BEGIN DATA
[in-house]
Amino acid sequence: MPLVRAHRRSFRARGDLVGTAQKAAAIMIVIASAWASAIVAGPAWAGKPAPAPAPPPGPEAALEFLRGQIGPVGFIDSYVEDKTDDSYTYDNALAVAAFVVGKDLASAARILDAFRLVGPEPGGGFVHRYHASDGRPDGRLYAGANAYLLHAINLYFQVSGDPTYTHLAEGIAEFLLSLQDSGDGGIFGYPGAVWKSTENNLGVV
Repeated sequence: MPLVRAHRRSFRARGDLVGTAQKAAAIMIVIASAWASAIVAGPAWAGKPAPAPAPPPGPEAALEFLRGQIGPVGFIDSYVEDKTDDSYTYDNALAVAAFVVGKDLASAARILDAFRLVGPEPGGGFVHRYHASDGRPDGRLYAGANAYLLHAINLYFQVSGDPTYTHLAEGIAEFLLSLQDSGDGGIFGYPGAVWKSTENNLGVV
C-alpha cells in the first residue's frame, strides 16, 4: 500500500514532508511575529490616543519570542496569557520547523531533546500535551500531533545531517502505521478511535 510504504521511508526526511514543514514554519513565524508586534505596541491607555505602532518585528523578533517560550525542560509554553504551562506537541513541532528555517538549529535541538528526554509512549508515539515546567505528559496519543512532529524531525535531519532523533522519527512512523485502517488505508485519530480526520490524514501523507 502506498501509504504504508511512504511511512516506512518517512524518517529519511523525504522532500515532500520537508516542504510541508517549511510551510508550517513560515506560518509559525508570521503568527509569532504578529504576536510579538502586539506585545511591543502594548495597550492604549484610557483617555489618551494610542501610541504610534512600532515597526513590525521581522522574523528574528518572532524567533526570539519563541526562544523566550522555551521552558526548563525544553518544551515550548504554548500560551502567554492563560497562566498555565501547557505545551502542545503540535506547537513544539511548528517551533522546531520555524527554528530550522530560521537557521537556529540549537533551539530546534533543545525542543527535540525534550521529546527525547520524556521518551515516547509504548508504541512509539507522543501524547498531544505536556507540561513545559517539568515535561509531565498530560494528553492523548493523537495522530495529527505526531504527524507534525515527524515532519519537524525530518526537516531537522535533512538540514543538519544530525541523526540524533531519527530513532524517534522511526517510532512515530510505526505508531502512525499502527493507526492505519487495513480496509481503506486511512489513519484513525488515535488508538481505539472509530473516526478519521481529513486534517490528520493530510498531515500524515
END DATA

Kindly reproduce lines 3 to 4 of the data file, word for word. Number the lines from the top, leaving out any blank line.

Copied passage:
Repeated sequence: MPLVRAHRRSFRARGDLVGTAQKAAAIMIVIASAWASAIVAGPAWAGKPAPAPAPPPGPEAALEFLRGQIGPVGFIDSYVEDKTDDSYTYDNALAVAAFVVGKDLASAARILDAFRLVGPEPGGGFVHRYHASDGRPDGRLYAGANAYLLHAINLYFQVSGDPTYTHLAEGIAEFLLSLQDSGDGGIFGYPGAVWKSTENNLGVV
C-alpha cells in the first residue's frame, strides 16, 4: 500500500514532508511575529490616543519570542496569557520547523531533546500535551500531533545531517502505521478511535 510504504521511508526526511514543514514554519513565524508586534505596541491607555505602532518585528523578533517560550525542560509554553504551562506537541513541532528555517538549529535541538528526554509512549508515539515546567505528559496519543512532529524531525535531519532523533522519527512512523485502517488505508485519530480526520490524514501523507 502506498501509504504504508511512504511511512516506512518517512524518517529519511523525504522532500515532500520537508516542504510541508517549511510551510508550517513560515506560518509559525508570521503568527509569532504578529504576536510579538502586539506585545511591543502594548495597550492604549484610557483617555489618551494610542501610541504610534512600532515597526513590525521581522522574523528574528518572532524567533526570539519563541526562544523566550522555551521552558526548563525544553518544551515550548504554548500560551502567554492563560497562566498555565501547557505545551502542545503540535506547537513544539511548528517551533522546531520555524527554528530550522530560521537557521537556529540549537533551539530546534533543545525542543527535540525534550521529546527525547520524556521518551515516547509504548508504541512509539507522543501524547498531544505536556507540561513545559517539568515535561509531565498530560494528553492523548493523537495522530495529527505526531504527524507534525515527524515532519519537524525530518526537516531537522535533512538540514543538519544530525541523526540524533531519527530513532524517534522511526517510532512515530510505526505508531502512525499502527493507526492505519487495513480496509481503506486511512489513519484513525488515535488508538481505539472509530473516526478519521481529513486534517490528520493530510498531515500524515